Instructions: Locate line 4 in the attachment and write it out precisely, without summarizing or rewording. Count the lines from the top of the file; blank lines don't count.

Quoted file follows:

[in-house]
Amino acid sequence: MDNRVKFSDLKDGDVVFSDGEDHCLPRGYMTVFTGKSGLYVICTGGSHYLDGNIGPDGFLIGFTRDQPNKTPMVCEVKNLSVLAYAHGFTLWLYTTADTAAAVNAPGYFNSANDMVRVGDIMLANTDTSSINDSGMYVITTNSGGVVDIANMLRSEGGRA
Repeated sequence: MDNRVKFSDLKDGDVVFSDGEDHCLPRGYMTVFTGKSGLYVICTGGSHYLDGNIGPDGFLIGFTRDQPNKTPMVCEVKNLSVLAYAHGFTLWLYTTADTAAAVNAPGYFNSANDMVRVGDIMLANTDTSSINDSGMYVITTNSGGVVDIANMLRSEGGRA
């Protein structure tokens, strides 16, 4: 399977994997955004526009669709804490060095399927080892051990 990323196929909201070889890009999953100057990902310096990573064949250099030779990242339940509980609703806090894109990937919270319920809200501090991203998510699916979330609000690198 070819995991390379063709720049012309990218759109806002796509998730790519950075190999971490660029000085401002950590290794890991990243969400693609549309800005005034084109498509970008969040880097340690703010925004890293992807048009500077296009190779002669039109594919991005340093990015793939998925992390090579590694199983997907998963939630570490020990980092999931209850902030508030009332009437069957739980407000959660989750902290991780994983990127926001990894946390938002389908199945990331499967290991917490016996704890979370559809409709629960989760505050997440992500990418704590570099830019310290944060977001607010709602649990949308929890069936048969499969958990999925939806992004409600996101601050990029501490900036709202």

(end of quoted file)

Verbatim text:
């Protein structure tokens, strides 16, 4: 399977994997955004526009669709804490060095399927080892051990 990323196929909201070889890009999953100057990902310096990573064949250099030779990242339940509980609703806090894109990937919270319920809200501090991203998510699916979330609000690198 070819995991390379063709720049012309990218759109806002796509998730790519950075190999971490660029000085401002950590290794890991990243969400693609549309800005005034084109498509970008969040880097340690703010925004890293992807048009500077296009190779002669039109594919991005340093990015793939998925992390090579590694199983997907998963939630570490020990980092999931209850902030508030009332009437069957739980407000959660989750902290991780994983990127926001990894946390938002389908199945990331499967290991917490016996704890979370559809409709629960989760505050997440992500990418704590570099830019310290944060977001607010709602649990949308929890069936048969499969958990999925939806992004409600996101601050990029501490900036709202």